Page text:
The basal ganglia, in particular the striatum, are implicated in salience processing (Zink et al., 2003 ), prediction error-driven learning (McClure et al., 2003 ; O’Doherty et al., 2003 ) and aberrant salience theories of psychosis (Gray et al., 1991 ; Kapur, 2003 ). In previous work we found aberrant prediction error responses in the striatum, however, the signals in this region were not predictive of perceptual aberrations or delusional ideation (Corlett et al., 2006 , 2007b ). It is possible that DLPFC (the region whose inappropriate engagement we found to predict delusions) represents the confluence of inputs from a variety of regions, any noise from input regions like VTA and striatum drives maladaptive updating of expectations associated with delusions (Corlett et al., 2007b ). However some patients with schizophrenia have DLPFC hypoactivity and increased striatal engagement (Meyer-Lindenberg et al., 2002 ). These conflicting studies may be examining different phases of psychosis or engaging different cognitive processes with different neural bases. Notably, neither the study of frontostriatal interactions (Meyer-Lindenberg et al., 2002 ) nor fMRI studies demonstrating aberrant striatal engagement during reward anticipation (Juckel et al., 2006 ) have demonstrated a relationship between inappropriate striatal signaling and delusions. Another study that explored the relationship between aberrant prediction error and delusions related delusion severity to the inappropriate engagement of frontal cortex (Schlagenhauf et al., 2009 ). Clearly the cognitive and neural mechanisms of frontostriatal interaction and their disruption in delusion formation is an important topic for future investigations.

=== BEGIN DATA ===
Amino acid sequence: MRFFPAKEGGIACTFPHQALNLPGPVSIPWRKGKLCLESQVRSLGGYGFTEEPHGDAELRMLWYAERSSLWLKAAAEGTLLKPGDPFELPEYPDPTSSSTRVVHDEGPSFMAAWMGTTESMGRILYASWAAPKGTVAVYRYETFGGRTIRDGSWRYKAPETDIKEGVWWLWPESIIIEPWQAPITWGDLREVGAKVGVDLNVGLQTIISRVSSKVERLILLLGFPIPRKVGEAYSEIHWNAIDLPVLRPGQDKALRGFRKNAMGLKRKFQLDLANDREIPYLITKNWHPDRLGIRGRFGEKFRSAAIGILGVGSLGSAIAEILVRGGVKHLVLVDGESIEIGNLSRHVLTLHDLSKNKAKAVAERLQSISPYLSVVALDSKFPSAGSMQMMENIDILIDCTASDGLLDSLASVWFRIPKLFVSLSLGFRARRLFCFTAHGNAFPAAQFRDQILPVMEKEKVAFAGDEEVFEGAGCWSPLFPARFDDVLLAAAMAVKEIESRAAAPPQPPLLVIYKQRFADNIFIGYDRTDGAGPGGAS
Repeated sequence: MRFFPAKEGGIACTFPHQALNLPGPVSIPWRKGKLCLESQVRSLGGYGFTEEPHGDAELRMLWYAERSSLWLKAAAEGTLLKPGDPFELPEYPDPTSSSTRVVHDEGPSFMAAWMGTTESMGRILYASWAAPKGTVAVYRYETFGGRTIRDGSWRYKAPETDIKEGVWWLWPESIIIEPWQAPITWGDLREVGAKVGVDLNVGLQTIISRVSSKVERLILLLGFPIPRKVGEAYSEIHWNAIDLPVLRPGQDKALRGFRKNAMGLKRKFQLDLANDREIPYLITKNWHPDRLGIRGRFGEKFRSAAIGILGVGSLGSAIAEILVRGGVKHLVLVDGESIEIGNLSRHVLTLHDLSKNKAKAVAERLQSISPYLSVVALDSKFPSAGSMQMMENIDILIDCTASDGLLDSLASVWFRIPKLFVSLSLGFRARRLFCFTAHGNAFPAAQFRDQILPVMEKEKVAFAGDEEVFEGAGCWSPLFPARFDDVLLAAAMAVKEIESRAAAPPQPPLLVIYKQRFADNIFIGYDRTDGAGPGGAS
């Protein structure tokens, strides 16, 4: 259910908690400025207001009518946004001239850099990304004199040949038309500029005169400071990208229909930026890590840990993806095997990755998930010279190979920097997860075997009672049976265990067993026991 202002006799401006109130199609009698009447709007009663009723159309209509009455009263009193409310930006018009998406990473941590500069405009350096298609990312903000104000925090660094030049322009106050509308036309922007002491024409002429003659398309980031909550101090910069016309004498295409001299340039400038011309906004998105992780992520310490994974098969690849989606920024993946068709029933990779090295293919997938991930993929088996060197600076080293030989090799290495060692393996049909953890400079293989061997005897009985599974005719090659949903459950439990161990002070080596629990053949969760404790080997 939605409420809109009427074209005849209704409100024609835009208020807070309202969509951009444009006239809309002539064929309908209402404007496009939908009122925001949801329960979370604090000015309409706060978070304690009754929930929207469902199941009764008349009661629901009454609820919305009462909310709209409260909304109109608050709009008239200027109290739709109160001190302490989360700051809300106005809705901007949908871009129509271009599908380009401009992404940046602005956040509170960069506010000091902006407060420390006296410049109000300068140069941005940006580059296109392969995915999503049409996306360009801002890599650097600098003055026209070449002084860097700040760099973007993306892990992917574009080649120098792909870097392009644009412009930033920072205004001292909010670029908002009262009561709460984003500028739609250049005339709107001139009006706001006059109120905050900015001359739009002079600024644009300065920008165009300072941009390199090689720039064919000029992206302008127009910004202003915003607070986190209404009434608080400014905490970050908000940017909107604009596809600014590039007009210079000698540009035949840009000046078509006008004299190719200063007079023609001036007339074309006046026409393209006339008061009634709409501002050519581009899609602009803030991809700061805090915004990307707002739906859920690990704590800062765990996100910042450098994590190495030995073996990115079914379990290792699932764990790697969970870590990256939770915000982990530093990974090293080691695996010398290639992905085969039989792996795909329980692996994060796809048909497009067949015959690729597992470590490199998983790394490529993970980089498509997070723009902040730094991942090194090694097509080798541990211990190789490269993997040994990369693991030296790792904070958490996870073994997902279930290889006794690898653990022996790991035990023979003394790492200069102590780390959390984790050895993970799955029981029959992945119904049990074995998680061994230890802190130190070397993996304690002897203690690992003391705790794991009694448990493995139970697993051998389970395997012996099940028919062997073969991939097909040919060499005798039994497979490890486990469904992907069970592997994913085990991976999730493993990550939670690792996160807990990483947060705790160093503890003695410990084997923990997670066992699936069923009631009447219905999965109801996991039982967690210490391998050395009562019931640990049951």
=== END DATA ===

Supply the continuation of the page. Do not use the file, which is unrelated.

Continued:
We believe this false memory illusion and its relationship with aberrant beliefs and experiences favor a Bayesian model of processing in which expected and experienced fluency are compared in order to judge familiarity, the surprising fluency with which prototype words are processed predisposes subjects to conclude they are familiar (Benjamin et al., 1998 ). We argue that this Bayesian account extends to psychosis-like experiences. That is, certain experiences are inappropriately surprising and demand an explanation, with repeated surprising experiences, that explanation develops into an odd or inappropriate belief (Hemsley and Garety, 1986 ; Fleminger, 1992 ; Corlett et al., 2009a ; Fletcher and Frith, 2009 ). In this respect, it is noteworthy that subjects who were biased to endorse having experienced a word in the preceding RSVP list (criterion < 0) were more likely to have higher magical ideation and perceptual aberration.
Recent computational models in psychology and neuroscience recognize the overlap between Bayes theorem, SDT and associative learning (Courville et al., 2006 ; Dayan and Daw, 2008 ), in all types of theory, what is learned, remembered and perceived is governed not only by current inputs but also past experiences and expectancies (Alloy and Tabachnik, 1984 ). Our data support the notion that predictions and prediction errors interact in a Bayesian manner in the service of cognition and perception (Hemsley and Garety, 1986 ; Corlett et al., 2009a ; Fletcher and Frith, 2009 ). Strong priors and strong prediction errors lead to false fluency of processing and an inappropriate feeling of familiarity that engenders perceptual aberrations and magical ideation. According to Estes, strong prior expectancy biases in memory can arise through repeated cycles of recollection and reconsolidation in which physiological noise vitiates the reconsolidated memory and biases it away from what actually occurred. We recently hypothesised that this mechanism may be responsible for the maintenance of delusional ideas and aberrant perceptions (Corlett et al., 2009b ) we believe the observed association between DRM confidence, criterion bias and positive schizotypy provide initial support for that hypothesis.